Well, it was fun while it lasted. The ultrabook -- a concept built around mimicking the best parts of Apple's MacBook Air -- has now become so broad that nearly anything qualifies, at least if this latest example from Samsung is any indicator.
The 14-inch Series 5 is a perfectly fine laptop. It may even be the right laptop for you. But at 3.9 pounds and 0.8 inch thick, one thing it is not is a superslim, superportable laptop, along the lines of other ultrabooks we've seen, such as the Dell XPS 13 or Toshiba Portege Z835.
As a reasonably compact $949 14-inch laptop (most retailers are selling it for $879), the Series 5 does a good job of offering the same mainstream-level performance we've been getting from the current crop of ultrabooks, but with an optical drive, more ports and connections, and a big 500GB hard drive.
But that's exactly the problem. Ultrabooks are supposed to rely on solid-state drive (SSD) storage; this model skirts the issue by adding a 16GB SSD for quick bootup to a standard 500GB hard disk. And the tray-loading optical drive does nothing for thickness and weight. HP's 14-inch Envy Spectre is guilty of some of the same transgressions, but at least has a full-size SSD and a smaller footprint.
I'm sure we'll see many more average-size laptops being pitched as ultrabooks in the coming months. If they're anything like the Samsung Series 5, they'll be well-made, functional products, but ones that will quickly dilute the ultrabook concept -- the first exciting new idea in laptops in several years -- into nothingness.
|Price as reviewed||$949|
|Processor||1.6GHz Intel Core i5-2467M|
|Memory||4GB, 1,333MHz DDR3|
|Hard drive||500GB 5,400rpm|
|Operating system||Windows 7 Home Premium (64-bit)|
|Dimensions (WD)||13.1x9 inches|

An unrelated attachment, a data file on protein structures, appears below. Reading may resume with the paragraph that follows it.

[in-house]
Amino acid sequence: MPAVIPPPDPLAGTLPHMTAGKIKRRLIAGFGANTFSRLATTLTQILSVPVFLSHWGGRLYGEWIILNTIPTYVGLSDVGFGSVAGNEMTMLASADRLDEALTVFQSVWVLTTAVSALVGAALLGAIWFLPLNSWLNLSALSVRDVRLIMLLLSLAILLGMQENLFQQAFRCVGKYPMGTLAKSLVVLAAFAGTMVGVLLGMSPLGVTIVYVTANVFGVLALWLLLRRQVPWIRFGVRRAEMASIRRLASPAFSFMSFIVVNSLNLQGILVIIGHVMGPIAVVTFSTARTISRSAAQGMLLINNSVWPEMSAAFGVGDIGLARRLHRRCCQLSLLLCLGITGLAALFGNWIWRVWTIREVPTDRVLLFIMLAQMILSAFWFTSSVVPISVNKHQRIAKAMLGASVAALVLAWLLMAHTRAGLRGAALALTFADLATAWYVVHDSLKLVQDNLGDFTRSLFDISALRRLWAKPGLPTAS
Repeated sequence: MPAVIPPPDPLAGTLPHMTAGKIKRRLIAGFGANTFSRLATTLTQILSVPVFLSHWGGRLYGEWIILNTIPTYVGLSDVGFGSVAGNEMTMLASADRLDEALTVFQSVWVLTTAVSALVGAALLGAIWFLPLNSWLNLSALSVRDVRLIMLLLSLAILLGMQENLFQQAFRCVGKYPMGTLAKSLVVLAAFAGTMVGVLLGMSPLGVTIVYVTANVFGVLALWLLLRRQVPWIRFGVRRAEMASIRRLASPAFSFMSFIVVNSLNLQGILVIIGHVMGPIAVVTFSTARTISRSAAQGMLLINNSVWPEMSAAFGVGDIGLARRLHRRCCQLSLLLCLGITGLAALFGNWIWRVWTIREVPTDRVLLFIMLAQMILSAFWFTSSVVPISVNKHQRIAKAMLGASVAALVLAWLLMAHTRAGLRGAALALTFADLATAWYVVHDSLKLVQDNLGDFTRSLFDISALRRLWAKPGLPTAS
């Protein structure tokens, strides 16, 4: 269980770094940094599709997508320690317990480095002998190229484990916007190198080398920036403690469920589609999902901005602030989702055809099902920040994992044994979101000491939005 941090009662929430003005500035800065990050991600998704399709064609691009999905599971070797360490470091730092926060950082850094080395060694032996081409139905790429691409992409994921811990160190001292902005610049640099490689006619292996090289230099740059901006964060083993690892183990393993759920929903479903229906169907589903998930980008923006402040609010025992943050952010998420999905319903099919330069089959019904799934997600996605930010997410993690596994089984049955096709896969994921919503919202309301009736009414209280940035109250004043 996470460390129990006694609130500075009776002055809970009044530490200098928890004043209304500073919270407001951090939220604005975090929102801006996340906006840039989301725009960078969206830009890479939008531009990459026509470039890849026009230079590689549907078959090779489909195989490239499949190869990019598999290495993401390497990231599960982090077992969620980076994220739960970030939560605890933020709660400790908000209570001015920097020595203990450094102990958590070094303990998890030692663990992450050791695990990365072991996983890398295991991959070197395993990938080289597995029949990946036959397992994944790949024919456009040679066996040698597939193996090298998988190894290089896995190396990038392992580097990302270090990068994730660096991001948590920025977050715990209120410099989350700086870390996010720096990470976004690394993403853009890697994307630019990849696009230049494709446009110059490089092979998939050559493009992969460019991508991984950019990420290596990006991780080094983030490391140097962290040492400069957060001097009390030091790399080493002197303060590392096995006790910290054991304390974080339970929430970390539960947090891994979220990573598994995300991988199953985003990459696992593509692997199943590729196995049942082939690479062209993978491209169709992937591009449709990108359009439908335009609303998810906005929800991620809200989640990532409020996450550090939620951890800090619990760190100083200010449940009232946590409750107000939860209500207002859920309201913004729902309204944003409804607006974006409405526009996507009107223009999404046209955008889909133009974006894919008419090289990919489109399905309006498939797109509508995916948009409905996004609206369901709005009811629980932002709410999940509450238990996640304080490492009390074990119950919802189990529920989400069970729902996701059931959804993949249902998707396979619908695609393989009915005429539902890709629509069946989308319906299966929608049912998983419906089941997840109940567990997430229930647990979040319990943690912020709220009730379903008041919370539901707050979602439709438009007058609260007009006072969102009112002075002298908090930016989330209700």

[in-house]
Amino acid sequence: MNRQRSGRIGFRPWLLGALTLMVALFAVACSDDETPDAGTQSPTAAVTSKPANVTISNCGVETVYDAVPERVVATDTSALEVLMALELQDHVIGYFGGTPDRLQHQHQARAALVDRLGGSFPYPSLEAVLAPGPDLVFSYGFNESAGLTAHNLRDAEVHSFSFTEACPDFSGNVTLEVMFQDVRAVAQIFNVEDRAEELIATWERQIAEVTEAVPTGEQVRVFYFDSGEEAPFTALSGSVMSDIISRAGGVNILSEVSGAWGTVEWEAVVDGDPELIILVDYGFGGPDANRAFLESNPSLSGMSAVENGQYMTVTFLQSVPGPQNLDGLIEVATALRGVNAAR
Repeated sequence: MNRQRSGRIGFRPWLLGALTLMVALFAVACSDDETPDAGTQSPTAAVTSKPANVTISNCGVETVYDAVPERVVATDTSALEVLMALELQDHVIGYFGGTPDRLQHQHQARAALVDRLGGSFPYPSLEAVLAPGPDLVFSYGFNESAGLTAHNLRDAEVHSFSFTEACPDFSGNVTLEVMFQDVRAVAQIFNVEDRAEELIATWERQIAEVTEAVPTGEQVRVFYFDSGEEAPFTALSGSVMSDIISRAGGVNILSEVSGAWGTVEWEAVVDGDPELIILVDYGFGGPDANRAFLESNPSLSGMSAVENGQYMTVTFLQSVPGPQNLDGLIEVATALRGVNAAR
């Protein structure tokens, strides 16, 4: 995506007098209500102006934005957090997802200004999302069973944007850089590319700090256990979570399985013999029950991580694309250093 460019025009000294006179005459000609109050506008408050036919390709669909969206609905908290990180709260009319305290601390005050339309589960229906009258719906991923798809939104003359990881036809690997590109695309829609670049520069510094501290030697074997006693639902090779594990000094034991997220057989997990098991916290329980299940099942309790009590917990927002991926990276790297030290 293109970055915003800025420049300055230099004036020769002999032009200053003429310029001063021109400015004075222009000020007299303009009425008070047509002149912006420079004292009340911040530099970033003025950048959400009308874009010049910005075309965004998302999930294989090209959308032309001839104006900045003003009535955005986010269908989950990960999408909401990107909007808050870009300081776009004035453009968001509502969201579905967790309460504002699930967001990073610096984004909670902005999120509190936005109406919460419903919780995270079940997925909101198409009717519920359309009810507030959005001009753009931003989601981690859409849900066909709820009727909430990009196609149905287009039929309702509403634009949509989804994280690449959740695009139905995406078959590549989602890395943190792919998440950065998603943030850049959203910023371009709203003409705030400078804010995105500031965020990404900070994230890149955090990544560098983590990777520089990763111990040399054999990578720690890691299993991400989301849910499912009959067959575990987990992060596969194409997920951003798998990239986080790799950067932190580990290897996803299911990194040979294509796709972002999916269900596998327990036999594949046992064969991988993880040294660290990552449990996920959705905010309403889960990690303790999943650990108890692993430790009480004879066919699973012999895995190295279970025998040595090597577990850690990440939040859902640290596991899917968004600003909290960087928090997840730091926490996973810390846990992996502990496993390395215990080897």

|Screen size (diagonal)||14 inches|
|System weight / Weight with AC adapter||3.9 pounds / 4.5 pounds|
Despite its tapered edge, the Samsung Series 5 doesn't look especially thin at first glance. The matte aluminum finish is pleasant, and does a great job of resisting fingerprints, although the plastic bottom panel kills the mood a bit. Overall, this is a smart-looking sub-$1,000 laptop, which is important, as we've seen a lot of high-design 13-inch models in this price range, but 14- and 15-inch laptops around that $800-$900 mark tend to be plastic and clunky.
One design complaint: There's a tray-loading optical drive on the right side, and I found it far too easy to accidentally hit the eject button, popping open the drive almost anytime I tried to move the system.
Don't be fooled by Samsung's attempt to pitch this system as an ultrabook. Our review unit thankfully did not have the "ultrabook" sticker spotted on some other recent laptops, but Samsung's Web site and the Web sites of retailers selling it all use that very loaded term. Pick it up; at a hair under 4 pounds, it's not especially light, and it doesn't feel much different from other mainstream 14-inch laptops, such as the Dell XPS 14z (which is a little thicker and heavier, but not by much).